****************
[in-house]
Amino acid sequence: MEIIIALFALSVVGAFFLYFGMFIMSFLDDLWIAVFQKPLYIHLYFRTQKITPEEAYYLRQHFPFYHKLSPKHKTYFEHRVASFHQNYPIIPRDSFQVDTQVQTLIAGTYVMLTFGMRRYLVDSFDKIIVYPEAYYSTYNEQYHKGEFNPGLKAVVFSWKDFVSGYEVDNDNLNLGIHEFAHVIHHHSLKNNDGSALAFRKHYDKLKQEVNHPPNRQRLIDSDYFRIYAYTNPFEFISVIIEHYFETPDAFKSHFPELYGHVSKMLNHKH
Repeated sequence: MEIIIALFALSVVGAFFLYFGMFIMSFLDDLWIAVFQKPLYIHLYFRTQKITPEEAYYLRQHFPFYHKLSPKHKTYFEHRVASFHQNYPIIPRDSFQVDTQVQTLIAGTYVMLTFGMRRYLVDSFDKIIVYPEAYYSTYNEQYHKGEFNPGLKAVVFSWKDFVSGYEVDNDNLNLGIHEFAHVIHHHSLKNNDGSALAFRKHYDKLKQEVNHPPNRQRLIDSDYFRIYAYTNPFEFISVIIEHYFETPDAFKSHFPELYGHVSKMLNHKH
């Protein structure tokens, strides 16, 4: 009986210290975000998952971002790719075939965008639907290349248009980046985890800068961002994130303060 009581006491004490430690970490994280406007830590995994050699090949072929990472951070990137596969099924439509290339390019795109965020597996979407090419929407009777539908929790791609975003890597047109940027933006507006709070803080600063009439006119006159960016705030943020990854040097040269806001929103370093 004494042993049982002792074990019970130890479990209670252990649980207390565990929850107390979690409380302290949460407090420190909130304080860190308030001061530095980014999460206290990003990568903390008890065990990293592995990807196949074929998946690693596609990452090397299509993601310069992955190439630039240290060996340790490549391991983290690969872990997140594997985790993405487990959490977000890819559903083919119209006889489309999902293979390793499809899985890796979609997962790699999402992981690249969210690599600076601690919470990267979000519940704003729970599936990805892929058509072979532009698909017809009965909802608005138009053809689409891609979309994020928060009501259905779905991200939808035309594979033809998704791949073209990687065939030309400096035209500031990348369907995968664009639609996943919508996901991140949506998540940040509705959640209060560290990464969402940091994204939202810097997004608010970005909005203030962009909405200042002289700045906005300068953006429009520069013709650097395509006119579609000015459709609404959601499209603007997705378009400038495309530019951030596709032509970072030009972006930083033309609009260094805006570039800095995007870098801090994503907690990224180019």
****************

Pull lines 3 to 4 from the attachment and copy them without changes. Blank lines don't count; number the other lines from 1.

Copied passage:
Repeated sequence: MEIIIALFALSVVGAFFLYFGMFIMSFLDDLWIAVFQKPLYIHLYFRTQKITPEEAYYLRQHFPFYHKLSPKHKTYFEHRVASFHQNYPIIPRDSFQVDTQVQTLIAGTYVMLTFGMRRYLVDSFDKIIVYPEAYYSTYNEQYHKGEFNPGLKAVVFSWKDFVSGYEVDNDNLNLGIHEFAHVIHHHSLKNNDGSALAFRKHYDKLKQEVNHPPNRQRLIDSDYFRIYAYTNPFEFISVIIEHYFETPDAFKSHFPELYGHVSKMLNHKH
């Protein structure tokens, strides 16, 4: 009986210290975000998952971002790719075939965008639907290349248009980046985890800068961002994130303060 009581006491004490430690970490994280406007830590995994050699090949072929990472951070990137596969099924439509290339390019795109965020597996979407090419929407009777539908929790791609975003890597047109940027933006507006709070803080600063009439006119006159960016705030943020990854040097040269806001929103370093 004494042993049982002792074990019970130890479990209670252990649980207390565990929850107390979690409380302290949460407090420190909130304080860190308030001061530095980014999460206290990003990568903390008890065990990293592995990807196949074929998946690693596609990452090397299509993601310069992955190439630039240290060996340790490549391991983290690969872990997140594997985790993405487990959490977000890819559903083919119209006889489309999902293979390793499809899985890796979609997962790699999402992981690249969210690599600076601690919470990267979000519940704003729970599936990805892929058509072979532009698909017809009965909802608005138009053809689409891609979309994020928060009501259905779905991200939808035309594979033809998704791949073209990687065939030309400096035209500031990348369907995968664009639609996943919508996901991140949506998540940040509705959640209060560290990464969402940091994204939202810097997004608010970005909005203030962009909405200042002289700045906005300068953006429009520069013709650097395509006119579609000015459709609404959601499209603007997705378009400038495309530019951030596709032509970072030009972006930083033309609009260094805006570039800095995007870098801090994503907690990224180019």